turkeybombHow many times have you said you’ve eaten so much turkey you are going to pop? This year pop a turkey instead! pineconepic

My kids will be playing outside a lot during this break. Have them collect a few pine cones and try out this experiment. Let them dry and paint them for a beautiful fall craft!

This one is just plain fun. Before you chunk the Halloween pumpkins to make room for Christmas decorations, make a hypothesis (an educated guess), then chunk that leftover pumpkin into some water to see if it will sink or float.  Did you guess right?

pumpkinpicmonkeyOnce you’ve seen if the pumpkins can float… try burying it in your garden. Chances are by the time the kids go back to school in a week a sprout will have formed. Who knew you could grow a pumpkin in a pumpkin?

Are you like my family and still have Halloween candy in the house?  Ok, truth be told by this time last year I had eaten all the left over candy… But this year why not try a bit of science?  Amaze the kids – then chunk the results!  Easy, entertaining, and future cavities averted…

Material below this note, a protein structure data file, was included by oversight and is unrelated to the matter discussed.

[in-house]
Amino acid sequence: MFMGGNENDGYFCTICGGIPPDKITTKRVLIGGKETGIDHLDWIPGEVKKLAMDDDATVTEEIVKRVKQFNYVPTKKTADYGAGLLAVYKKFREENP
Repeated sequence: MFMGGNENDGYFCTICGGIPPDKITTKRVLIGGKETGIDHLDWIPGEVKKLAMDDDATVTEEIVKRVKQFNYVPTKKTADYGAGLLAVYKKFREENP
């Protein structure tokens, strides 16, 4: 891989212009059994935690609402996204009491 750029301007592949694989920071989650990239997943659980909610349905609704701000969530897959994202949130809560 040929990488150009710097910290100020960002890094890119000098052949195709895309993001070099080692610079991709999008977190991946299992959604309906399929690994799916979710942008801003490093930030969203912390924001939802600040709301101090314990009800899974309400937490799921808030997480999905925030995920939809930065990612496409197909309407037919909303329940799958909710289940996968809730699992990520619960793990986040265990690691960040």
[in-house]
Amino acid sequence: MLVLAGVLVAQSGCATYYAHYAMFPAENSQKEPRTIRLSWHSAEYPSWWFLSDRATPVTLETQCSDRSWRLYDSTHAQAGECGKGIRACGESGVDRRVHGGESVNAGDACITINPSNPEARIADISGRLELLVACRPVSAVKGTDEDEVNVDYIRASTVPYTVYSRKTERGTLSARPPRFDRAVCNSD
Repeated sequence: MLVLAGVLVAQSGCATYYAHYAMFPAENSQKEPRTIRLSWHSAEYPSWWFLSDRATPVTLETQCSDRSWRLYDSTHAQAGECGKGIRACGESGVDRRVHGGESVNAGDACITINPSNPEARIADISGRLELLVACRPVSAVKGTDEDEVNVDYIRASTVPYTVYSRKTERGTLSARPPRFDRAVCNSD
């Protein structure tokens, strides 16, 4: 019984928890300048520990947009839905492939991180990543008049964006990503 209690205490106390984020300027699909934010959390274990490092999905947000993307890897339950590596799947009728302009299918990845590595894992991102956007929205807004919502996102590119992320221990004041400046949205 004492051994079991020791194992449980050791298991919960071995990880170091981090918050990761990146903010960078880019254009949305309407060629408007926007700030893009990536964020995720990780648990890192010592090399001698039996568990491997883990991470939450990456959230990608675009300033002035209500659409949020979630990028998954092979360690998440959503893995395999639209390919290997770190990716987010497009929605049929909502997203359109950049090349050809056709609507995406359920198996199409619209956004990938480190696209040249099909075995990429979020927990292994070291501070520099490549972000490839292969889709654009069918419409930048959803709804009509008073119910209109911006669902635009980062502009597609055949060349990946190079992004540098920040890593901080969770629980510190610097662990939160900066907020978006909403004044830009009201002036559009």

Will you be waiting in restaurants with the kiddos during the break?  Bring along a string and pass the time by fishing for ice. Trust me… this one will entertain until the food comes out! 

(Photo Credit: Live Science)

And if you are still looking for interesting dinner table entertainment…Did you know turkey’s are related to T.Rex?! Who knew!  Check it out here on Live Science.

We have so much to be thankful for this year. I hope that you and your family enjoy Thanksgiving together because isn’t that what this time of year is all about?

Categories: 3 ingredient experiments, 5 minute experiments Tags: ,